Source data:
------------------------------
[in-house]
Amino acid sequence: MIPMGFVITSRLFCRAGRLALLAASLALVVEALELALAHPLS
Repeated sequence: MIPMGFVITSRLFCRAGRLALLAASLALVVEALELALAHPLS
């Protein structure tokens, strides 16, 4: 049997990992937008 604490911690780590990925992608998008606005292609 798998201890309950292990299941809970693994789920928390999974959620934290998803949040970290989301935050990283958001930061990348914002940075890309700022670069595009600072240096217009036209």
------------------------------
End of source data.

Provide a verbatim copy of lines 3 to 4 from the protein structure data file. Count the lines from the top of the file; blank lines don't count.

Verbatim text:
Repeated sequence: MIPMGFVITSRLFCRAGRLALLAASLALVVEALELALAHPLS
């Protein structure tokens, strides 16, 4: 049997990992937008 604490911690780590990925992608998008606005292609 798998201890309950292990299941809970693994789920928390999974959620934290998803949040970290989301935050990283958001930061990348914002940075890309700022670069595009600072240096217009036209």